Wound infection



Wound infection is a pathological reaction in which the pathogenic microorganisms grow and multiply in the body after invading the body through the wound, causing the normal function, metabolism, and tissue structure of the body to be destroyed, causing tissue damage. After being attacked by pathogens, the body can mobilize various defense functions to eliminate pathogens and their toxic products to restore the relative stability of the body. Whether the pathogen can cause infection after invading the body depends mainly on the virulence of the pathogen and the resistance of the body.



All bacteria that cause wound infections are invading tissues causing local changes and systemic poisoning. However, unlike other pathogenic bacteria, the tetanus bacillus does not produce obvious pathological changes in the wound, regardless of the exotoxin produced by the bacteria or its exotoxin. It is caused by the secretion and spread of toxins throughout the body, and the exotoxin is produced. Strong, has a special affinity for nerves, after absorption, distributed in the spinal cord, brain stem, etc., easily endangered life.


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Although focal cellulitis, myositis and diffuse myogenic necrosis have distinct clinical features that can be identified and treated accordingly. However, detailed surgical exploration of the wound is often required, and the affected tissue can be visually observed to confirm the diagnosis. For example, in muscle necrosis, necrotic muscle tissue can be observed, the affected muscles are dull magenta, and then the deep red is finally grayish green or purple spotted. X-ray examination shows local gas production, and CT and magnetic resonance can help determine the range of gas and necrosis.

Wound exudates should be cultured for anaerobic and aerobic bacteria. Clostridium can be isolated from pure culture or cultured with other anaerobic bacteria or/and aerobics. The smear can be shown as Gram-positive Clostridium. There is almost no polymorphonuclear leukocyte in a typical exudate, and staining with Sudan can reveal free fat globules. Many traumas, especially open trauma, can be contaminated by both pathogenic and non-pathogenic Clostridium without significant invasive disease. The significance of this situation needs to be judged from a clinical perspective.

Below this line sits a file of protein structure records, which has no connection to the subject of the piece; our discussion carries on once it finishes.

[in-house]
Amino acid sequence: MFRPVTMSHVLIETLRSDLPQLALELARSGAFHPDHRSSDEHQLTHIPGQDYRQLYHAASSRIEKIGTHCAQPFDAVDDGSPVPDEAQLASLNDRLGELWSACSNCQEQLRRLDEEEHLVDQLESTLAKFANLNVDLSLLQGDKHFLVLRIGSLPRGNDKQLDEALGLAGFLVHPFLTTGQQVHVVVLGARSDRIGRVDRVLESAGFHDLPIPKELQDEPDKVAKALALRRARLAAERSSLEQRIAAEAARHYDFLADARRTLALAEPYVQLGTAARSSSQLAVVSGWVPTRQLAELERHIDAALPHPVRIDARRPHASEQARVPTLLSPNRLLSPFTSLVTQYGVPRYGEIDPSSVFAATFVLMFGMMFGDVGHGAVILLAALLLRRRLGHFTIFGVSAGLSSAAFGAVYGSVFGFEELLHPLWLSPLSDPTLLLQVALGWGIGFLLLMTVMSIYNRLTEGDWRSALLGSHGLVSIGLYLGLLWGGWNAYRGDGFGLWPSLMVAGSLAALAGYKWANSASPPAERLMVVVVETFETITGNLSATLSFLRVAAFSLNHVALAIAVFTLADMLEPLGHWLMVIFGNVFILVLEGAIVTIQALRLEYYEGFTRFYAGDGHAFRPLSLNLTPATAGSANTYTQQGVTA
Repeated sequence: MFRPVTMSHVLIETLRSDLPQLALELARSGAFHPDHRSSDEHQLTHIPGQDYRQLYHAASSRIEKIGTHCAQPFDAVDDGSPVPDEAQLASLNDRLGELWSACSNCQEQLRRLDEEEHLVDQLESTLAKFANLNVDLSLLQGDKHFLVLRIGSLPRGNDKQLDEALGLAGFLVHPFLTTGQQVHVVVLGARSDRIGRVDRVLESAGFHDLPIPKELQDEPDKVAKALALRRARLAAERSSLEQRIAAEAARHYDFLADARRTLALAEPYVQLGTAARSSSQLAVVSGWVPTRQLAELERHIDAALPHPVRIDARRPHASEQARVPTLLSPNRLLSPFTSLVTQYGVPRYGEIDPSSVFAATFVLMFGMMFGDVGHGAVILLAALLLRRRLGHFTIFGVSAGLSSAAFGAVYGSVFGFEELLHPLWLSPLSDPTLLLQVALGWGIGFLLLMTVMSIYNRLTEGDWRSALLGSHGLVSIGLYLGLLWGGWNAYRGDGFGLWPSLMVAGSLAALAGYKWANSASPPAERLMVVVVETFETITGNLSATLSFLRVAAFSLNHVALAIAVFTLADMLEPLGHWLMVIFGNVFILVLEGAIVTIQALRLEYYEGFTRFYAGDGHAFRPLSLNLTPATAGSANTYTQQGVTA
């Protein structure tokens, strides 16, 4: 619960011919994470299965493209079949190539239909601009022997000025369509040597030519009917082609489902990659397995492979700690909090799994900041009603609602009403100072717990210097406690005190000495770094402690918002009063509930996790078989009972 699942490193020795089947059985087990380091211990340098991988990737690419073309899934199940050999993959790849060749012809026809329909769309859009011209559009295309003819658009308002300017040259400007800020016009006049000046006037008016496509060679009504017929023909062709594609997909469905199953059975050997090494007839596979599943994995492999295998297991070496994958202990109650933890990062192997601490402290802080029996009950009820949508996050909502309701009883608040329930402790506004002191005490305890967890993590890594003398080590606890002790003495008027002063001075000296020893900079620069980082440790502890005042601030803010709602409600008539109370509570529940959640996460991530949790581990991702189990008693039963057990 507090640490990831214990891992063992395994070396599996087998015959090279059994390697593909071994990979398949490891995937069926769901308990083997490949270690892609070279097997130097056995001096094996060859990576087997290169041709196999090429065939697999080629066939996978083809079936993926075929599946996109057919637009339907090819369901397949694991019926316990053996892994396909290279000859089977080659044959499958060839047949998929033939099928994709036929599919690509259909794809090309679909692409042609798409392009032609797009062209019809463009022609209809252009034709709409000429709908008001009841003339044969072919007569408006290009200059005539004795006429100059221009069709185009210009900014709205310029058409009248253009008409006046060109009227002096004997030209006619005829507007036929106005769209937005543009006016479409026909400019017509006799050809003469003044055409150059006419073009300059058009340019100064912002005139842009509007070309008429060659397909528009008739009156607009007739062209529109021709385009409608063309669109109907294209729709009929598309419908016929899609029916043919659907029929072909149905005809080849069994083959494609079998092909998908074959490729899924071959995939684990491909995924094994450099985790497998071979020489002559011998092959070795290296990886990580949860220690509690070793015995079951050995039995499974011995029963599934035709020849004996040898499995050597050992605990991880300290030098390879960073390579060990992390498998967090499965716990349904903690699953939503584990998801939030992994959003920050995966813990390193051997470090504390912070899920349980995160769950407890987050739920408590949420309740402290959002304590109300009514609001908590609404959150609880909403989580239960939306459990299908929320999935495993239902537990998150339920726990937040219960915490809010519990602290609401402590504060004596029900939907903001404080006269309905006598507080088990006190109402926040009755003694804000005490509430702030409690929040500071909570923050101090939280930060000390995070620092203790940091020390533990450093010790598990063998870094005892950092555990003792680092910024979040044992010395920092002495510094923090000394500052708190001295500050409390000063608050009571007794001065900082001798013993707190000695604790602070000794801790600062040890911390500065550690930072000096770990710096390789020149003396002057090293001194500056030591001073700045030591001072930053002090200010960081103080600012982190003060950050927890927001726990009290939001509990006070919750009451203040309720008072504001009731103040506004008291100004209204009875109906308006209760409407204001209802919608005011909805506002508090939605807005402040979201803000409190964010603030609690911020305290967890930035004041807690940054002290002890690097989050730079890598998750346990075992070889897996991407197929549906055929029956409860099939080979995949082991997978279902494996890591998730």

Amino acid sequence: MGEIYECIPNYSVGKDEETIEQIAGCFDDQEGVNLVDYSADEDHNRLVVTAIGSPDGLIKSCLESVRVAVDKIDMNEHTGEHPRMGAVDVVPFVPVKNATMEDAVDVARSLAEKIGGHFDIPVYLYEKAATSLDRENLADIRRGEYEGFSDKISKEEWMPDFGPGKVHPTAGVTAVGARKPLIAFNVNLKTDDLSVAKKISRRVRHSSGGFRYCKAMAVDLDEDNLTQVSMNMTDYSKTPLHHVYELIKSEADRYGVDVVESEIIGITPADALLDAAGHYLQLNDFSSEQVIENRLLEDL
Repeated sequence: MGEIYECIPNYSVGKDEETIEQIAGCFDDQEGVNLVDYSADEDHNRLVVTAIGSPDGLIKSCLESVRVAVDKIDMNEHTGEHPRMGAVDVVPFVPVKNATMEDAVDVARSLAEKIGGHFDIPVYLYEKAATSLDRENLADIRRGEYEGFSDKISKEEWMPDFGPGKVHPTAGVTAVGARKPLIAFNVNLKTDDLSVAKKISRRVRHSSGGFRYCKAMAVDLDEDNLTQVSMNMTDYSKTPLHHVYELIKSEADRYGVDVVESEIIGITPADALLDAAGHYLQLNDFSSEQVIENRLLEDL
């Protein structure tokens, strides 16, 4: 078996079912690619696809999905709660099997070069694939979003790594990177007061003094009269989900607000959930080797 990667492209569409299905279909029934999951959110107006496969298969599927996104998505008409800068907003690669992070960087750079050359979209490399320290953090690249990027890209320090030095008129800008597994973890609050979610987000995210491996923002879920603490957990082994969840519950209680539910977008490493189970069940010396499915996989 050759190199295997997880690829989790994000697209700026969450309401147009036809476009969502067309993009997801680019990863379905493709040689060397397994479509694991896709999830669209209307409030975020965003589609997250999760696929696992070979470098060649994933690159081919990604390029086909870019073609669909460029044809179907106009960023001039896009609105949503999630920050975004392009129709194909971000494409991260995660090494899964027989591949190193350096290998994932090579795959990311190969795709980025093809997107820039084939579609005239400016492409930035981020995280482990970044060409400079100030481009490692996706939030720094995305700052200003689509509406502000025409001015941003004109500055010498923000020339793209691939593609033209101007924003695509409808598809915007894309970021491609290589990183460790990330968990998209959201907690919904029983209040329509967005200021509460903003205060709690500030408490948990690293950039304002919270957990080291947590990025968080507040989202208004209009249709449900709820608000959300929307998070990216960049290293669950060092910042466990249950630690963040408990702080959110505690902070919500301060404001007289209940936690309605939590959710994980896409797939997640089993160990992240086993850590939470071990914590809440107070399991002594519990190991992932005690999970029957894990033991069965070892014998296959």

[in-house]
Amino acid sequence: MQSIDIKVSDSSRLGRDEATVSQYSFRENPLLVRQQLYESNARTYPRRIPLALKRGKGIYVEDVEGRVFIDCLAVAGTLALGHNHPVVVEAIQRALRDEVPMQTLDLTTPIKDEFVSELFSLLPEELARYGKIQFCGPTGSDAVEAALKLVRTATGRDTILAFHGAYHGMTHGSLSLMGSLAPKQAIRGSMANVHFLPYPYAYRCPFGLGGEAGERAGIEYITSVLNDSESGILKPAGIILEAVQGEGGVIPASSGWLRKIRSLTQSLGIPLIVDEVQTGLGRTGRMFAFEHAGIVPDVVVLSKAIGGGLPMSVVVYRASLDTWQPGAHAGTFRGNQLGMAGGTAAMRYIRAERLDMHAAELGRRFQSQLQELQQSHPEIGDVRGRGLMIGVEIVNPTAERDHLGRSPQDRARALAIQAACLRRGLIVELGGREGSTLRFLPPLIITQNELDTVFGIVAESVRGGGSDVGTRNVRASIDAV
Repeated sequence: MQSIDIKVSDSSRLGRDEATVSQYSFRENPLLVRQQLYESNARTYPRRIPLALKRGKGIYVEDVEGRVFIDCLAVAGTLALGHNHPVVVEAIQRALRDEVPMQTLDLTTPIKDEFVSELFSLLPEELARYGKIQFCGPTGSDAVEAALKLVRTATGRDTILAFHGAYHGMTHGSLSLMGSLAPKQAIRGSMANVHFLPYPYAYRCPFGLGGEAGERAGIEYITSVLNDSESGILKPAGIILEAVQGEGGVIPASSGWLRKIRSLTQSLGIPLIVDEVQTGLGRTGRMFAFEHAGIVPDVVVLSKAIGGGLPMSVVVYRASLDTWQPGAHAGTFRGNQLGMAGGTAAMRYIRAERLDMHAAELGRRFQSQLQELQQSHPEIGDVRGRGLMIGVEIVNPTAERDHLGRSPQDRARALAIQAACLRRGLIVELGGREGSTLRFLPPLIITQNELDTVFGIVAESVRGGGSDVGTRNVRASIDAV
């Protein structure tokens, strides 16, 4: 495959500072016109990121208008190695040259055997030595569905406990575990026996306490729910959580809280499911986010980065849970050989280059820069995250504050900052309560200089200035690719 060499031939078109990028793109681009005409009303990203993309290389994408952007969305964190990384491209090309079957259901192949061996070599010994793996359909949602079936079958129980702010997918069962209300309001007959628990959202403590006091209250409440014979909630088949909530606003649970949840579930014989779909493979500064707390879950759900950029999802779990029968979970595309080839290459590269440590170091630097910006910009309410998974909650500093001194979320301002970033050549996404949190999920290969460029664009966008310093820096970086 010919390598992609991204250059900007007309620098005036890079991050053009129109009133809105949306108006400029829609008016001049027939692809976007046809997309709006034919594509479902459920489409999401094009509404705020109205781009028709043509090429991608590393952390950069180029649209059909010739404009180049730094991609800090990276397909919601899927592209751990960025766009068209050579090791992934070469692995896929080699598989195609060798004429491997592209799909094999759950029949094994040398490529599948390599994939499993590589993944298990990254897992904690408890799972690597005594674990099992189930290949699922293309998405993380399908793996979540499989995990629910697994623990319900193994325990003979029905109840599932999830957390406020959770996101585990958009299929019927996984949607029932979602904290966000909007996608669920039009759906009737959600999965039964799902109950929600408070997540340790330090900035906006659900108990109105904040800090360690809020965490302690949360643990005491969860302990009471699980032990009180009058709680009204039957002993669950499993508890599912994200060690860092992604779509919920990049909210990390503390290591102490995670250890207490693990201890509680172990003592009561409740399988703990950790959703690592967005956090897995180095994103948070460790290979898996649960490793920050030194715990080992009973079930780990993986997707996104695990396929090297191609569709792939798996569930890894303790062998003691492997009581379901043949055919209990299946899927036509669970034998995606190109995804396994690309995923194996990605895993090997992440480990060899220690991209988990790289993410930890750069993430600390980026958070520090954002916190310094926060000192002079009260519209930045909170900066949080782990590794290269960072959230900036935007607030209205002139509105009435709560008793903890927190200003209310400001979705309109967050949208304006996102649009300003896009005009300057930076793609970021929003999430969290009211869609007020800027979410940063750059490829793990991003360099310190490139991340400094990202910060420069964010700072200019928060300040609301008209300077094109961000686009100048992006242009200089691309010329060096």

Clostridium wound infection can be characterized by focal cellulitis, local or diffuse myositis, or the most severe progressive muscular necrosis (gas gangrene). Infection can occur several hours or days after the injury, often in limbs with severe crush injury or tissue necrosis after penetrating injury. Similar diffuse myositis or myogenic necrosis can also occur in surgical wounds, especially occlusion Patients with vascular disease.


Differential diagnosis

Differential diagnosis of wound infections:

Other anaerobic or aerobic bacteria, including Enterobacter and Bacteroides, Streptococcus and Staphylococcus, alone or in combination, can cause severe Clostridium-like cellulitis of traumatic or post-operative wounds, extensive Fasciitis or gas gangrene. If the smear shows a large number of polymorphonuclear leukocytes and a large number of cocci in a chain arrangement, anaerobic streptococcus or staphylococcal infection should be considered. A large number of Gram-negative bacilli may indicate an Enterobacter or Bacteroides infection. Determination of specific antigenic toxins in wounds or blood is only helpful for a small number of cases of botulism obtained through trauma. Clostridium can also occur, but it does not make any sense.

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